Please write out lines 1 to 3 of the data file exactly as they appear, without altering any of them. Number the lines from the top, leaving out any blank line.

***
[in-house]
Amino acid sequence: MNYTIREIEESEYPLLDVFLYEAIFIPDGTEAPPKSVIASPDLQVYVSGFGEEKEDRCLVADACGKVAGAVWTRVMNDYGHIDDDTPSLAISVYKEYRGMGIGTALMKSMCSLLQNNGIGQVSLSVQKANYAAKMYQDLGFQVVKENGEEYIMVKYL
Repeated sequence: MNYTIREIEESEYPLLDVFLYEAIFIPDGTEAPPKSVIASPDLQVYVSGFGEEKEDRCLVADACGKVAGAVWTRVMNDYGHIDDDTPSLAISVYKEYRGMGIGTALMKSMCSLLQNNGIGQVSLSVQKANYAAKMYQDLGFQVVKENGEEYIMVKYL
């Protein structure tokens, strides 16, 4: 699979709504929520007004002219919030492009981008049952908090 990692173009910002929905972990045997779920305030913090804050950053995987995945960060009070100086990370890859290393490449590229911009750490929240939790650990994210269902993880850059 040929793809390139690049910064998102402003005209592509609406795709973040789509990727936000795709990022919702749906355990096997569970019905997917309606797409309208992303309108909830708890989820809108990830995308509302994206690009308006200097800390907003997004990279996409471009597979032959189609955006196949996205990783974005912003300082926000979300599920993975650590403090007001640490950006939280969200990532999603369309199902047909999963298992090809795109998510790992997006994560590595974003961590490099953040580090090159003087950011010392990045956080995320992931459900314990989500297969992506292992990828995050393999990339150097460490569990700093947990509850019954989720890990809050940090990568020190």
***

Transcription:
[in-house]
Amino acid sequence: MNYTIREIEESEYPLLDVFLYEAIFIPDGTEAPPKSVIASPDLQVYVSGFGEEKEDRCLVADACGKVAGAVWTRVMNDYGHIDDDTPSLAISVYKEYRGMGIGTALMKSMCSLLQNNGIGQVSLSVQKANYAAKMYQDLGFQVVKENGEEYIMVKYL
Repeated sequence: MNYTIREIEESEYPLLDVFLYEAIFIPDGTEAPPKSVIASPDLQVYVSGFGEEKEDRCLVADACGKVAGAVWTRVMNDYGHIDDDTPSLAISVYKEYRGMGIGTALMKSMCSLLQNNGIGQVSLSVQKANYAAKMYQDLGFQVVKENGEEYIMVKYL